Amanda Garcia, Ph.D., is a paleobiologist and geobiologist in UW–Madison’s Kaçar Research Group, where she is a co-investigator and project manager for UW–Madison’s involvement in NASA’s MUSE (Metal Utilization and Selection Across Eons) consortium for astrobiology research. MUSE is centered on understanding the early coevolution of nitrogen fixation and the Earth environment; the team hopes to discover what factors determine life’s selection of chemical elements. She came to Wisconsin after working on the same project at the University of Arizona.

Joe Hankey is the director of diversity, inclusion and belonging at CUNA Mutual Group. He also leads the company’s Employees Research Groups, which represents diverse groups within the company. Hankey was an assistant professor in the UW Department of Youth Development from 2014-16, where he led efforts for community outreach, giving growth opportunities to youth all over Wisconsin.

Kattia Jimenez is the owner of Mount Horeb Hemp, a USDA-certified organic hemp farm, and an engagement specialist for UW’s All of Us Research Program. She regularly invites community leaders and members to visit the farm and educate her community on hemp and its potential to create generational wealth for non-traditional farmers while also improving well-being. Jimenez is a member of the Hemp Industries Association, Wisconsin Farmers Union, the Wisconsin Farm Bureau Federation, and the Wisconsin Latino Chamber of Commerce. She is a host of the “Hemp Can Do It” podcast and is a guest lecturer at the UW College of Agricultural and Life Sciences.

Mariana Pacheco Ortiz, Ph.D., is a professor in the Department of Curriculum and Instruction at the UW–Madison School of Education. Pacheco’s research focuses on meaningful opportunities for multilingual and English-learner students to use linguistic resources for literacy learning and self-determination. Her work contributes to theorizations and empirical knowledge of policies, programs, pedagogies and practices that amplify what ‘counts’ as knowledge and enhance multilingual students’ academic potential through asset-based and strength-based educational practices, particularly for Chican@/Latin@ students. She is a former elementary bilingual teacher in southern California and a proud alumnus of the Migrant Education and Upward Bound Programs.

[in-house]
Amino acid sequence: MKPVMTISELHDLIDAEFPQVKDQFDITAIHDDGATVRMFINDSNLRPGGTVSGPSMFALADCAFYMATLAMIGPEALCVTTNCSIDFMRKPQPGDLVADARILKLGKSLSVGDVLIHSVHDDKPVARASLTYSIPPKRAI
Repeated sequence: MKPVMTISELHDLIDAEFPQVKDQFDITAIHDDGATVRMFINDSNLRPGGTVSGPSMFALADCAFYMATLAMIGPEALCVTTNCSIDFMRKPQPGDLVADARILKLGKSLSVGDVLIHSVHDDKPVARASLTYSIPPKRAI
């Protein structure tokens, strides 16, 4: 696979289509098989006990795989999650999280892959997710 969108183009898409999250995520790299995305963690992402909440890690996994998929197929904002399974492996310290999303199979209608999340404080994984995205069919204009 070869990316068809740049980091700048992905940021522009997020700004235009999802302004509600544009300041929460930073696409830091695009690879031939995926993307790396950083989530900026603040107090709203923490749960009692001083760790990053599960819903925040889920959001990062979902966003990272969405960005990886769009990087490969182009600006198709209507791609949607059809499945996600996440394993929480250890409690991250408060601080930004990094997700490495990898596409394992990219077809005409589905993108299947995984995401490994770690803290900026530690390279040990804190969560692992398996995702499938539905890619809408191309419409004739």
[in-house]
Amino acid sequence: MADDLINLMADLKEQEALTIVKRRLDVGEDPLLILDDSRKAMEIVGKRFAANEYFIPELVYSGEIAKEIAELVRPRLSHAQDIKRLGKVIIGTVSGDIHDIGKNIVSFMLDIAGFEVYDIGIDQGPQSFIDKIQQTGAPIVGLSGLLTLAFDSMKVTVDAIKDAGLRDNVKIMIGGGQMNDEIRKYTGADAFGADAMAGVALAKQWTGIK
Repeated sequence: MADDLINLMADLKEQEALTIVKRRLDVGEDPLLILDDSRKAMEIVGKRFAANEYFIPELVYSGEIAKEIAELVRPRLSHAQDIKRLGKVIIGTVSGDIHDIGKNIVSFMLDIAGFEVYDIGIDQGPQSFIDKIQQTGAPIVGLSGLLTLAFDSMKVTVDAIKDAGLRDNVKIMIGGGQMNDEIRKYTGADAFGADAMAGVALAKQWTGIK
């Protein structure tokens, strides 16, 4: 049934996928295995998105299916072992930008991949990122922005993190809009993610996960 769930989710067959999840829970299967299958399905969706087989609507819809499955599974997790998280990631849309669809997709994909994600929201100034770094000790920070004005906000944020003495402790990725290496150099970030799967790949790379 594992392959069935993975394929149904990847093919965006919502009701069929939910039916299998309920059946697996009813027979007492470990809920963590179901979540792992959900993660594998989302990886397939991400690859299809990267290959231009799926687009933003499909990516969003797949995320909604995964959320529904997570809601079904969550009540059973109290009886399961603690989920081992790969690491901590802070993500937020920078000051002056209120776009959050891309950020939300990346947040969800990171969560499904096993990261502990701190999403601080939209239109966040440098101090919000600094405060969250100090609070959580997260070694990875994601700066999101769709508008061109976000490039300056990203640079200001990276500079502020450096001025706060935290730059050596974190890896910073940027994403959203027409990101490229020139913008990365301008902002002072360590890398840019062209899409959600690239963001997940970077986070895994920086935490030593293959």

Lourdes Shanjani, M.D., is a bilingual health education coordinator at Public Health Madison and Dane County, where she leads public health staff and community partners in assessing, developing, implementing and evaluating health education programs and services to meet community health priorities. She also works as a multilingual research coordinator for UW–Madison. Dr. Shanjani has over a decade of experience working with underserved communities in the United States and the Caribbean, providing direct services and designing, managing and fundraising programs that benefit immigrant communities.

Lauren Usher, Ph.D., is vice president of gBeta, a platform for startup founders to find their targeted audience and build their idea or project. Usher has worked for UW–Madison as a postdoctoral researcher in the Waisman Center with a topic focused on the many factors that contribute to “life span social cognition and social development of individuals with intellectual and developmental disabilities.” Her research aimed to increase the well-being of individuals with intellectual and developmental disabilities.

[EDITED 10/10/2022 4:25 p.m.: This story has been updated to include an eleventh Badger from the Madison365 list.]